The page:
Inflammation Mediators
Translation factors such as NF-kappa beta are key regulators of inflammatory and immune responses. They are essential for the transcription of multiple pro-inflammatory molecules. Sesquiterpene lactones, for instance, from Arnica herb or Inula graveolens or Tanacetum annum essential oil, have been demonstrated to be effective against inflammatory processes by prevention activation of translation factors such as NF-kappa beta by different inflammation stimuli.

HMG CoA Reductase
In plants hydroxymethyglutaryl CoA reductase is mainly found in the cells of growing tissue. The amino acid sequence of its protein shows an extremely high degree of uniformity between different species.
there is also a high degree of identical sequences in the HMG CoA reductase in insect (Drosophila) and mammalian (hamsters, humans) organisms. The super structures of these enzymes are also equivalent between plant and animal: their spatial domains present identical structures.

Initial scientific knowledge about physiological effects of essential oils developed within the framework of the active ingredient concept. For most of the twentieth century the physiological effects of essential oils were explained as the consequence of a specific, physiologically active, component with a specific molecular structure.

Lemongrass and its main component citral serve as a good example. Since citral showed efficacy in some "crude" pharmacological models of the time, it was deemed the active ingredient. In the mind of the early twentieth-century chemist,

Lemongrass oil had value because it contained citral. Two assumptions went into this way of thinking:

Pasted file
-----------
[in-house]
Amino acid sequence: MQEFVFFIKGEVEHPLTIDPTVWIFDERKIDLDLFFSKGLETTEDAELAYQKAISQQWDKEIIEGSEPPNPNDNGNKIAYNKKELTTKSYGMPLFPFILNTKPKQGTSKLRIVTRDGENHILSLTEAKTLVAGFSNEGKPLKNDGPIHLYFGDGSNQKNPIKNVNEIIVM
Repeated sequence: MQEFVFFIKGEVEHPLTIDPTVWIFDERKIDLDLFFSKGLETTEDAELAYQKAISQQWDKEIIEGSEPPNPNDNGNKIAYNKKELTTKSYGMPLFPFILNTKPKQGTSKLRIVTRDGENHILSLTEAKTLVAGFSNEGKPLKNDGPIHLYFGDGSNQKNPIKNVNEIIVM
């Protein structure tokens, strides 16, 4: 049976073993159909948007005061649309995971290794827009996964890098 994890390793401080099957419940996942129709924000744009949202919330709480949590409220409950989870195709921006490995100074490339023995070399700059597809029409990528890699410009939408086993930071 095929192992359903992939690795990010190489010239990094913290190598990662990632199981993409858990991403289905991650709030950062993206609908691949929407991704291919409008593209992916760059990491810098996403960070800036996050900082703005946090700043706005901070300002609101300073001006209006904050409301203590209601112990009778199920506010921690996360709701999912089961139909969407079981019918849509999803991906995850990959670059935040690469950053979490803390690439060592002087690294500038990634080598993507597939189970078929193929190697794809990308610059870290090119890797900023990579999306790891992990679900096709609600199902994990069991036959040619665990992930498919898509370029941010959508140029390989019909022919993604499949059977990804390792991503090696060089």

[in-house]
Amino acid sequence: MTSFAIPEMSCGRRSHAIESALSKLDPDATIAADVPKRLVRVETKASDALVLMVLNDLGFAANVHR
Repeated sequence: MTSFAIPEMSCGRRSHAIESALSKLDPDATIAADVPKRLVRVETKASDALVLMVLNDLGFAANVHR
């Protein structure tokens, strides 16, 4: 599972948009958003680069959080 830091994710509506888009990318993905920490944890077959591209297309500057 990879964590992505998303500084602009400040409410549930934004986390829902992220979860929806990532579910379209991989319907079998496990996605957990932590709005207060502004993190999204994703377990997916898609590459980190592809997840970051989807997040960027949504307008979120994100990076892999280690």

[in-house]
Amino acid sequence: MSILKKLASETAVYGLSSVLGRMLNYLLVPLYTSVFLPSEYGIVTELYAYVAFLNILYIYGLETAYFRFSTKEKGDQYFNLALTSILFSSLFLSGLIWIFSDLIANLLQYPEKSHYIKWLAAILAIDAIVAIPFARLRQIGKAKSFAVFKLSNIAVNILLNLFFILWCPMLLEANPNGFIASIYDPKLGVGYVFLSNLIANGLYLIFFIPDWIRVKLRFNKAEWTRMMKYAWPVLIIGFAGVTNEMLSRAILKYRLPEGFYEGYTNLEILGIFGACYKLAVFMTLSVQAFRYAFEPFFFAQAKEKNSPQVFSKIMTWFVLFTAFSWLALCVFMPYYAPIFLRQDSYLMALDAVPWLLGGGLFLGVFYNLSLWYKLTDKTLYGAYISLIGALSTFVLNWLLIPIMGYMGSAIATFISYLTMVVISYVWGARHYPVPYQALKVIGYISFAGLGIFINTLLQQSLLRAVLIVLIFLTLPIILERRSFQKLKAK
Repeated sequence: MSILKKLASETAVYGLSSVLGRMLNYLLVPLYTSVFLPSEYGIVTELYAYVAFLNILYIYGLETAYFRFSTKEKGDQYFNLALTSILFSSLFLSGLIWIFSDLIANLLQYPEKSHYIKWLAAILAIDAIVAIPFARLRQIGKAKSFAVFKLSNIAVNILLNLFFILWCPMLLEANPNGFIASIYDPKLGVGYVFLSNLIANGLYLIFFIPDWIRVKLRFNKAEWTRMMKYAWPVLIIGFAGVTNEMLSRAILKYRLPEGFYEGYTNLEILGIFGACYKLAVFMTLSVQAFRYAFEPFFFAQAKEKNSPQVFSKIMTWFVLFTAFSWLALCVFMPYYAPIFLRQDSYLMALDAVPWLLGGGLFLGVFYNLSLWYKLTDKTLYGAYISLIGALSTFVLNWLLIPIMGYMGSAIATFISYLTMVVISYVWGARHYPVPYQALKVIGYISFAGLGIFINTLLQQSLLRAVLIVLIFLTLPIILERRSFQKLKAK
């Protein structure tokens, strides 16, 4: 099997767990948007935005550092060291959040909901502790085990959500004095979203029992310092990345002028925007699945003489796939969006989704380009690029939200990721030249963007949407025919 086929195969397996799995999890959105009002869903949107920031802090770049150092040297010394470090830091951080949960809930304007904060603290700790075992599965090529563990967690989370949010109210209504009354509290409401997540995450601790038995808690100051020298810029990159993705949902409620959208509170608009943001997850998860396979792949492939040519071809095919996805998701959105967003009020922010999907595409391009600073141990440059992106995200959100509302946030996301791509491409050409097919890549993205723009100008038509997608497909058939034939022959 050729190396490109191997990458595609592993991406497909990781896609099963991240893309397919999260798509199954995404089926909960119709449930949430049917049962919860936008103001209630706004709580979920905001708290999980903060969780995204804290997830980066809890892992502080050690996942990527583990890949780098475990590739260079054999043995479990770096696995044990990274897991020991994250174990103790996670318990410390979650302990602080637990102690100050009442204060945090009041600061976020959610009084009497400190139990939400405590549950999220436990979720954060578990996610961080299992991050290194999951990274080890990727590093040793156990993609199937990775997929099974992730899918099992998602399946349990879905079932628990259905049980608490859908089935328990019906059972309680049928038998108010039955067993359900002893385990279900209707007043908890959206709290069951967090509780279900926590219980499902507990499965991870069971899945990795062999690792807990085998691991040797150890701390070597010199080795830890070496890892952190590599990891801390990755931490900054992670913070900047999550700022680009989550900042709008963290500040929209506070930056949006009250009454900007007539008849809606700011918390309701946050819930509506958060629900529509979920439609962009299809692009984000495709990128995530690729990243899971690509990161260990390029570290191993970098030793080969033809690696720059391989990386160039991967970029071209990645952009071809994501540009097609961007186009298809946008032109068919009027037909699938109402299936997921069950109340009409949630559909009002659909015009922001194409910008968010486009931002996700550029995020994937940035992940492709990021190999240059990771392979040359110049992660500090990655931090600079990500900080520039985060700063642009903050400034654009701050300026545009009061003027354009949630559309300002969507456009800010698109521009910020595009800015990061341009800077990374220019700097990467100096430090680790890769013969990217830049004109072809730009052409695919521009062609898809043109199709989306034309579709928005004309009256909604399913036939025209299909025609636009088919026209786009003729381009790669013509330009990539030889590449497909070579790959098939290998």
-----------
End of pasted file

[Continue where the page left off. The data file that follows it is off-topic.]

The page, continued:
A. The active ingredient was responsible for the physiological effect of the oil.
B. The effect, that is, a spasmolytic effect, was the intrinsic property of the citral molecule.

While assumption A is slowly giving way (at least in aromatherapy circles) to the understanding that essential oils display healing properties as a consequence of all the substances present in an oil, assumption B-that healing properties are the intrinsic quality of a molecule- has survived mostly unchallenged.

Prior to the most recent understanding, pharmacology considered it patently irrational to entertain the idea that the effect of a substance was not based in its molecular makeup. While the concept of molecular agency has allowed us to build an enormous body of knowledge about essential oils, it has also become a trap, as it has subjected essential oils and aromatherapy to the limitations of pharmacology and reductionist thought.

More recently the perspective of organicism and evolutionary biology have come to remedy this. They provide rational explanations for phenomena too complex for a reductionist narrative. This development is of the highest signifcance for aromatherapy. To explore we shall proceed step by step.

Reference:The Healing Intelligence Of Essential Oils: Kurt chnaubelt, Ph.D.